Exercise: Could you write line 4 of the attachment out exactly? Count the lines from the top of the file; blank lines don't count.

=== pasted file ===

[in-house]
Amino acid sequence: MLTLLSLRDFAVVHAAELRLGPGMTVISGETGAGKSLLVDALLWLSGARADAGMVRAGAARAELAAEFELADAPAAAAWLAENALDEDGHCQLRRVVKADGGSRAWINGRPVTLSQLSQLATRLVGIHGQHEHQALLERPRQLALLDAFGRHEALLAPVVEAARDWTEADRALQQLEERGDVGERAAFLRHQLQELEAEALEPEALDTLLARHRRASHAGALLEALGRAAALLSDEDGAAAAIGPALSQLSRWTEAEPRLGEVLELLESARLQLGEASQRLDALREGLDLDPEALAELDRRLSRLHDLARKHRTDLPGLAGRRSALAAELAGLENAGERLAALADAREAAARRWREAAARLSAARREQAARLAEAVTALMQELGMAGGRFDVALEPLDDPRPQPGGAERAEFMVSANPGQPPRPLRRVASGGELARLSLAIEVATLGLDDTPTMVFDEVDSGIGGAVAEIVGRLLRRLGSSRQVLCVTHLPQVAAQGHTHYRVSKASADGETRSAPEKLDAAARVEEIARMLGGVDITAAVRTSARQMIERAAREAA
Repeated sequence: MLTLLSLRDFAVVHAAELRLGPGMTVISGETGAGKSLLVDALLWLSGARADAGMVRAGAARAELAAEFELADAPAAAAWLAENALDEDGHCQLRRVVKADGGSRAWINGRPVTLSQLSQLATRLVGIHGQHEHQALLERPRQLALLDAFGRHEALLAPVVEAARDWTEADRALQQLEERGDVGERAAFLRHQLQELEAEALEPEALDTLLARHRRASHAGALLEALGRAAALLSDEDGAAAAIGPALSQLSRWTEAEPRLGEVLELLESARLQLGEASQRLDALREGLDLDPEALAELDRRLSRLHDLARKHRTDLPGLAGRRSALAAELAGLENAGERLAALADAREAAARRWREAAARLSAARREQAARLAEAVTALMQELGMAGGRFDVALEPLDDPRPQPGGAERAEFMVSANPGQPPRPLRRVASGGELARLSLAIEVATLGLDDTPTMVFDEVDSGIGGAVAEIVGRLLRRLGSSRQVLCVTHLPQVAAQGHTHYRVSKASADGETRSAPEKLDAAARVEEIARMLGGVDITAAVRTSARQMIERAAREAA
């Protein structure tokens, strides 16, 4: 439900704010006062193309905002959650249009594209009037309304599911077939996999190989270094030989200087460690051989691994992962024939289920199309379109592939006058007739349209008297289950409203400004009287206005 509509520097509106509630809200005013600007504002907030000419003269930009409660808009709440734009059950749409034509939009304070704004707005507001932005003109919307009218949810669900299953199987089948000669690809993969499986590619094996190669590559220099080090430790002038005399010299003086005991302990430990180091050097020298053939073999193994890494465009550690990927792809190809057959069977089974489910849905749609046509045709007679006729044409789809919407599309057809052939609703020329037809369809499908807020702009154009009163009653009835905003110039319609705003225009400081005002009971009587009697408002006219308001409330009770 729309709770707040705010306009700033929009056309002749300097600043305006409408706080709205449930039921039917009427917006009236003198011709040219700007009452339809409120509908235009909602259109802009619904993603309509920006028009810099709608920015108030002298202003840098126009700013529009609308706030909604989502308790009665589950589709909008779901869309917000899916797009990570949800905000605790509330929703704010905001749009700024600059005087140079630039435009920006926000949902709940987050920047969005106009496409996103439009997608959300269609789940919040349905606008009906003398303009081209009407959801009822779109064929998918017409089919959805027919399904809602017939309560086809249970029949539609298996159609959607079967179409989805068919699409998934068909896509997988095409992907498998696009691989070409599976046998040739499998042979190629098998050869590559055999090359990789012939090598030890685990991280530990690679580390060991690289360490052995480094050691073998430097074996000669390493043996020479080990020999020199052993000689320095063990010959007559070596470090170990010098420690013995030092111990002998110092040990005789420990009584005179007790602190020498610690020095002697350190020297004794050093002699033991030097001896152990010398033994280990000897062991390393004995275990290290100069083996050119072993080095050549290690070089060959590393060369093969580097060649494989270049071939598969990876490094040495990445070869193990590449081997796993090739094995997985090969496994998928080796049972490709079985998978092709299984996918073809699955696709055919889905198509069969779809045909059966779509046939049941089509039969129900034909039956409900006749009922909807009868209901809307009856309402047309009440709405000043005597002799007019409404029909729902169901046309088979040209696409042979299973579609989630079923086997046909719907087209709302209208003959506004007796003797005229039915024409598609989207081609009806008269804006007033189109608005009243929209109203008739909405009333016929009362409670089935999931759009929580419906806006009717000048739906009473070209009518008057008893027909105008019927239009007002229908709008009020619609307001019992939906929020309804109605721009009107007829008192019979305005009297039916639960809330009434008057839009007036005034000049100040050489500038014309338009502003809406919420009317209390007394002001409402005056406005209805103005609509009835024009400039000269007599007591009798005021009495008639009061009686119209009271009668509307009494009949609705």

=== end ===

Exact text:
């Protein structure tokens, strides 16, 4: 439900704010006062193309905002959650249009594209009037309304599911077939996999190989270094030989200087460690051989691994992962024939289920199309379109592939006058007739349209008297289950409203400004009287206005 509509520097509106509630809200005013600007504002907030000419003269930009409660808009709440734009059950749409034509939009304070704004707005507001932005003109919307009218949810669900299953199987089948000669690809993969499986590619094996190669590559220099080090430790002038005399010299003086005991302990430990180091050097020298053939073999193994890494465009550690990927792809190809057959069977089974489910849905749609046509045709007679006729044409789809919407599309057809052939609703020329037809369809499908807020702009154009009163009653009835905003110039319609705003225009400081005002009971009587009697408002006219308001409330009770 729309709770707040705010306009700033929009056309002749300097600043305006409408706080709205449930039921039917009427917006009236003198011709040219700007009452339809409120509908235009909602259109802009619904993603309509920006028009810099709608920015108030002298202003840098126009700013529009609308706030909604989502308790009665589950589709909008779901869309917000899916797009990570949800905000605790509330929703704010905001749009700024600059005087140079630039435009920006926000949902709940987050920047969005106009496409996103439009997608959300269609789940919040349905606008009906003398303009081209009407959801009822779109064929998918017409089919959805027919399904809602017939309560086809249970029949539609298996159609959607079967179409989805068919699409998934068909896509997988095409992907498998696009691989070409599976046998040739499998042979190629098998050869590559055999090359990789012939090598030890685990991280530990690679580390060991690289360490052995480094050691073998430097074996000669390493043996020479080990020999020199052993000689320095063990010959007559070596470090170990010098420690013995030092111990002998110092040990005789420990009584005179007790602190020498610690020095002697350190020297004794050093002699033991030097001896152990010398033994280990000897062991390393004995275990290290100069083996050119072993080095050549290690070089060959590393060369093969580097060649494989270049071939598969990876490094040495990445070869193990590449081997796993090739094995997985090969496994998928080796049972490709079985998978092709299984996918073809699955696709055919889905198509069969779809045909059966779509046939049941089509039969129900034909039956409900006749009922909807009868209901809307009856309402047309009440709405000043005597002799007019409404029909729902169901046309088979040209696409042979299973579609989630079923086997046909719907087209709302209208003959506004007796003797005229039915024409598609989207081609009806008269804006007033189109608005009243929209109203008739909405009333016929009362409670089935999931759009929580419906806006009717000048739906009473070209009518008057008893027909105008019927239009007002229908709008009020619609307001019992939906929020309804109605721009009107007829008192019979305005009297039916639960809330009434008057839009007036005034000049100040050489500038014309338009502003809406919420009317209390007394002001409402005056406005209805103005609509009835024009400039000269007599007591009798005021009495008639009061009686119209009271009668509307009494009949609705």